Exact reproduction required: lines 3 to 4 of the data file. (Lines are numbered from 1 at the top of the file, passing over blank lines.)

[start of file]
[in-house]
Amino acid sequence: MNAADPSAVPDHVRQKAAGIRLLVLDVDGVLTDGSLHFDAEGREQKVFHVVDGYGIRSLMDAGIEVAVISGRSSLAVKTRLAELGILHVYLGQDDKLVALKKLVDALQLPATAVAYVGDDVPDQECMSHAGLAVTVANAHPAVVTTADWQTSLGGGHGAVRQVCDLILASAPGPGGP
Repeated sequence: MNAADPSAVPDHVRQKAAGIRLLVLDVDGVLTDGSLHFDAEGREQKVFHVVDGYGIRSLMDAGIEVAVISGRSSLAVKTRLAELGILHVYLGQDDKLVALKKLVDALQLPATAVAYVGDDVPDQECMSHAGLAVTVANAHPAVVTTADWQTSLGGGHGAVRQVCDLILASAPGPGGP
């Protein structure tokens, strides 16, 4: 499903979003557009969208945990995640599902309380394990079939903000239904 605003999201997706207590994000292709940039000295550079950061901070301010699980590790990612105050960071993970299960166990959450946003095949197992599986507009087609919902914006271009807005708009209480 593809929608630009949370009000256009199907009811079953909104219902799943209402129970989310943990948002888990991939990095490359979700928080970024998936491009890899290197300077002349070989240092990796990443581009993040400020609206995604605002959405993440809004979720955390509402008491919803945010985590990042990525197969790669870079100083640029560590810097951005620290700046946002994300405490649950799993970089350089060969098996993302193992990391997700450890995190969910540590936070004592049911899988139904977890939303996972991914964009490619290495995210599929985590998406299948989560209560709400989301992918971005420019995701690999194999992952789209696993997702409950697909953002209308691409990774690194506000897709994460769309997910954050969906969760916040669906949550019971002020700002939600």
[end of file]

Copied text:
Repeated sequence: MNAADPSAVPDHVRQKAAGIRLLVLDVDGVLTDGSLHFDAEGREQKVFHVVDGYGIRSLMDAGIEVAVISGRSSLAVKTRLAELGILHVYLGQDDKLVALKKLVDALQLPATAVAYVGDDVPDQECMSHAGLAVTVANAHPAVVTTADWQTSLGGGHGAVRQVCDLILASAPGPGGP
């Protein structure tokens, strides 16, 4: 499903979003557009969208945990995640599902309380394990079939903000239904 605003999201997706207590994000292709940039000295550079950061901070301010699980590790990612105050960071993970299960166990959450946003095949197992599986507009087609919902914006271009807005708009209480 593809929608630009949370009000256009199907009811079953909104219902799943209402129970989310943990948002888990991939990095490359979700928080970024998936491009890899290197300077002349070989240092990796990443581009993040400020609206995604605002959405993440809004979720955390509402008491919803945010985590990042990525197969790669870079100083640029560590810097951005620290700046946002994300405490649950799993970089350089060969098996993302193992990391997700450890995190969910540590936070004592049911899988139904977890939303996972991914964009490619290495995210599929985590998406299948989560209560709400989301992918971005420019995701690999194999992952789209696993997702409950697909953002209308691409990774690194506000897709994460769309997910954050969906969760916040669906949550019971002020700002939600």